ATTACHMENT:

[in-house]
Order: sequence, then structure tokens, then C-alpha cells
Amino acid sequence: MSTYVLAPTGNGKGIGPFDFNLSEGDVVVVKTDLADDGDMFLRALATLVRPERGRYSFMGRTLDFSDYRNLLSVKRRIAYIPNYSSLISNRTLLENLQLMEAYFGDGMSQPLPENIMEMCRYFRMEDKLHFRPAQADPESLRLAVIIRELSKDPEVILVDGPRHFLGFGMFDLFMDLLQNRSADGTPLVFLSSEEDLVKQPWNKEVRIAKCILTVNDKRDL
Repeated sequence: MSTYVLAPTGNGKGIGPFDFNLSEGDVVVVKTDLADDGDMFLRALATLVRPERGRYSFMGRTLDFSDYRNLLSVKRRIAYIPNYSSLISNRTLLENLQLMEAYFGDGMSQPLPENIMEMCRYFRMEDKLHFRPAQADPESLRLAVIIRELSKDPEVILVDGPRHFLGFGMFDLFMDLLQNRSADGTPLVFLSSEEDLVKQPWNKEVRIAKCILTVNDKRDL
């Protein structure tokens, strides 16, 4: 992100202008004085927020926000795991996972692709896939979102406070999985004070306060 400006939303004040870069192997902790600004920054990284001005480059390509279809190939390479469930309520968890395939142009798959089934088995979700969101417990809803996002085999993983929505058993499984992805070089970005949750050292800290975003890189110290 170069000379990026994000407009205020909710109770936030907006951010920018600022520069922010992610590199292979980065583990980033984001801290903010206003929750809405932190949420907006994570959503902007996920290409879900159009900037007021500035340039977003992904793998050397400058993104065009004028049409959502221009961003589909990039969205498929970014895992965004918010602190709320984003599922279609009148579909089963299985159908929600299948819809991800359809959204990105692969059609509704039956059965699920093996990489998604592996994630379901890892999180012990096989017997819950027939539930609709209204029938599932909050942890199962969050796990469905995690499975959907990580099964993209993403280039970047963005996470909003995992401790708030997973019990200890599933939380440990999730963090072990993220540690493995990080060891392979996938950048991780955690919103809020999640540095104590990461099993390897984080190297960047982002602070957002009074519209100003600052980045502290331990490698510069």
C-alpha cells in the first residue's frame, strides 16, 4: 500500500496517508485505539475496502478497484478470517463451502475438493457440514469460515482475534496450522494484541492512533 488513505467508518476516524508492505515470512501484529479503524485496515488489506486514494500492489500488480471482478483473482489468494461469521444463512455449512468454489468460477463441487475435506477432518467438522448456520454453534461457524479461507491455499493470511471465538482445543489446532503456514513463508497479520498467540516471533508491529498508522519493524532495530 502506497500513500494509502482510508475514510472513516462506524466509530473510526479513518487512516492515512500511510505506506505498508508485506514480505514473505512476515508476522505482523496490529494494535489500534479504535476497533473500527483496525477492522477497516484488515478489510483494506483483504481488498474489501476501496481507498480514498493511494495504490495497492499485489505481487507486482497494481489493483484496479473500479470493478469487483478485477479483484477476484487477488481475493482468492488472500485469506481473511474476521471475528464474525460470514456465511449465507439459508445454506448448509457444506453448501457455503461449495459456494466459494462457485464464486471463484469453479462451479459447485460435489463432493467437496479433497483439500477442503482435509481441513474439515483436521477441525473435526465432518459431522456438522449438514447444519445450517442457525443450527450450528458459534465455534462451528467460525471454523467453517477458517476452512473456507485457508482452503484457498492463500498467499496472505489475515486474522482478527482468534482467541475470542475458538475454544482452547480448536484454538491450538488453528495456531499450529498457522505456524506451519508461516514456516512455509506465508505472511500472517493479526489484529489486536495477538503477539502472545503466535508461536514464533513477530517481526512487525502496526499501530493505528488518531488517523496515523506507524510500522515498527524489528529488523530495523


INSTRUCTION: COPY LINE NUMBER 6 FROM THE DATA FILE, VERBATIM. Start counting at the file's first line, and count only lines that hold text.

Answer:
C-alpha cells in the first residue's frame, strides 16, 4: 500500500496517508485505539475496502478497484478470517463451502475438493457440514469460515482475534496450522494484541492512533 488513505467508518476516524508492505515470512501484529479503524485496515488489506486514494500492489500488480471482478483473482489468494461469521444463512455449512468454489468460477463441487475435506477432518467438522448456520454453534461457524479461507491455499493470511471465538482445543489446532503456514513463508497479520498467540516471533508491529498508522519493524532495530 502506497500513500494509502482510508475514510472513516462506524466509530473510526479513518487512516492515512500511510505506506505498508508485506514480505514473505512476515508476522505482523496490529494494535489500534479504535476497533473500527483496525477492522477497516484488515478489510483494506483483504481488498474489501476501496481507498480514498493511494495504490495497492499485489505481487507486482497494481489493483484496479473500479470493478469487483478485477479483484477476484487477488481475493482468492488472500485469506481473511474476521471475528464474525460470514456465511449465507439459508445454506448448509457444506453448501457455503461449495459456494466459494462457485464464486471463484469453479462451479459447485460435489463432493467437496479433497483439500477442503482435509481441513474439515483436521477441525473435526465432518459431522456438522449438514447444519445450517442457525443450527450450528458459534465455534462451528467460525471454523467453517477458517476452512473456507485457508482452503484457498492463500498467499496472505489475515486474522482478527482468534482467541475470542475458538475454544482452547480448536484454538491450538488453528495456531499450529498457522505456524506451519508461516514456516512455509506465508505472511500472517493479526489484529489486536495477538503477539502472545503466535508461536514464533513477530517481526512487525502496526499501530493505528488518531488517523496515523506507524510500522515498527524489528529488523530495523